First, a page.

The biggest event for me was that Violet’s butler saw Mary and Lord Gillingham coming out of the Grand Hotel in Liverpool. She called Mary in for a chastising tete-a-tete. As always, Violet was hard to out-reason. Cora wouldn’t have been as frank or strong. In fact, as a mother Cora just goes along with her daughters. They are adults now, but no one turns to her though she’s far from domineering. You’d think she’d be perceived as the approachable mother.

As for Cora, she went up to London to look at paintings with Simon Bricker, the art historian with the not so hidden agenda. They strolled through the galleries and Cora poured out her heart as Simon complimented and almost swooned over her. Cora seemed to enjoy the freshness of an admirer. When she got back to Rosamond’s apartment, Robert was waiting for her all dressed up in his tuxedo. He’d planned a surprise for her and was (rightly) suspicious of Bricker’s time with Cora. Cora was annoyed. They had a little spat since no one in Britain has ugly “Who’s Afraid of Virgina Wolf?”-type fights. Thank God.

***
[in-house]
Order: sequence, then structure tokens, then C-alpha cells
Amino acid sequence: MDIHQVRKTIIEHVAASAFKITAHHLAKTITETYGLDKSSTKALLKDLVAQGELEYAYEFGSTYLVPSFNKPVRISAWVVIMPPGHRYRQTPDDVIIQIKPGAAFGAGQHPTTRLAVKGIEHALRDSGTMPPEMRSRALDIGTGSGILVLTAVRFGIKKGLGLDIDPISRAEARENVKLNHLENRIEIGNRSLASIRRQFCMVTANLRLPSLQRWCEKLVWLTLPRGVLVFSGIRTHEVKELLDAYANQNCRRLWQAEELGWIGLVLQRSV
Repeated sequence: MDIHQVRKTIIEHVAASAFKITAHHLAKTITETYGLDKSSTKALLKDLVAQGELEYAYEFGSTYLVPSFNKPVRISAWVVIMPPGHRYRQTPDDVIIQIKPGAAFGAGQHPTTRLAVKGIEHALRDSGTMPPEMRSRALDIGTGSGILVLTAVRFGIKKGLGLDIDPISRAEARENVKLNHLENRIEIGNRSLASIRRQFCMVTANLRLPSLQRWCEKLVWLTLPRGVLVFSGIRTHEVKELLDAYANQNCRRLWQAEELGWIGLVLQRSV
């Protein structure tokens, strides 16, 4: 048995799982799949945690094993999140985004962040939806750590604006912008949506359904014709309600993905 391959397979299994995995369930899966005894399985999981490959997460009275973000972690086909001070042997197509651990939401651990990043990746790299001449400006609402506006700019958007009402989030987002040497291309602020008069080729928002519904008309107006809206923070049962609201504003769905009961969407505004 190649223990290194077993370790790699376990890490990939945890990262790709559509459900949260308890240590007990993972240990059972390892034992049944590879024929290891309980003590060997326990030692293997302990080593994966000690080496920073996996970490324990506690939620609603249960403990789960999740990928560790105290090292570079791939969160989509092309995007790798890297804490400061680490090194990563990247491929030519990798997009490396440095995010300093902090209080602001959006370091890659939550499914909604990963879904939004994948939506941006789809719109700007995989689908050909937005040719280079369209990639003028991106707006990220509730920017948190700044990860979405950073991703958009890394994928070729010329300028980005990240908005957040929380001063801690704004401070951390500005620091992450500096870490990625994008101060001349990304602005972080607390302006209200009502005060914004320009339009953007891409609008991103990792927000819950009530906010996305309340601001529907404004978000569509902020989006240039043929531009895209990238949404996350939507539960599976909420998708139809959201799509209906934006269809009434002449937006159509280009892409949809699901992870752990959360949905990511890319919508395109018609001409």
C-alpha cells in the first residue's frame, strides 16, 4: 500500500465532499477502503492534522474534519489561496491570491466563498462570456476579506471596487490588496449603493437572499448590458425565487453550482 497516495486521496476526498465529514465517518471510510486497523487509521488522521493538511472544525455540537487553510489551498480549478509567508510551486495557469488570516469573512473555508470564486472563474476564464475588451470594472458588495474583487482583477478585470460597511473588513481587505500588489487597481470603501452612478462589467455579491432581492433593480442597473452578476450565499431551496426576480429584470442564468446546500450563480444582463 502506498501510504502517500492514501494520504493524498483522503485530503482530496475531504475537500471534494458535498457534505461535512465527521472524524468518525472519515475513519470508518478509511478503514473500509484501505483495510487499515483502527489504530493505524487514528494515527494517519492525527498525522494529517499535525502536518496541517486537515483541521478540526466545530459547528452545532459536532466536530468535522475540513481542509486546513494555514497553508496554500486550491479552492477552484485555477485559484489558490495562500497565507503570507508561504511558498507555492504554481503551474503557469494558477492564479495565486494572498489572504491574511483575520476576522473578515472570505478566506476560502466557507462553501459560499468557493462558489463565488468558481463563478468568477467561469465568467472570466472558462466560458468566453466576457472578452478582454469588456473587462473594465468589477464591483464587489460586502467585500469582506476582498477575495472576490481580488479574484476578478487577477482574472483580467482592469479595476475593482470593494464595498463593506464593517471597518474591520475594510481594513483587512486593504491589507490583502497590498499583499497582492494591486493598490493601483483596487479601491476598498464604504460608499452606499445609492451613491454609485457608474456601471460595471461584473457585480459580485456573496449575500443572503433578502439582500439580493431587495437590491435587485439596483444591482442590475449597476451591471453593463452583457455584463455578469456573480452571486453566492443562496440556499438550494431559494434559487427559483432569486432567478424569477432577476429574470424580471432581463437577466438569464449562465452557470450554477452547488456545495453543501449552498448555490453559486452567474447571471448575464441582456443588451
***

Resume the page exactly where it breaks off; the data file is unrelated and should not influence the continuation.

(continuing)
Cora’s feeling restless wishing she had more purpose in her life. She’s just bored. Find a hobby and make some friends, Cora. You do need a life, but you don’t need an affair.

Mary seems tired of Lord Gillingham already. I wonder if he’ll gossip about her if she ends the relationship. She certainly isn’t excited about marrying him.

The police came by to question Bates, who made up a story about his day in York. If the screenwriter, Julian Fellows is gutsy, he’ll make Bates guilty, but I think we’ll go through a trial and then find out Bates is innocent. Sometimes I feel like a pawn in Fellows’ hands. He comes up with about half as many ideas as needed for a series and spreads them thin.

Will next week be more eventful? No spoilers, but a yes or no would be welcome.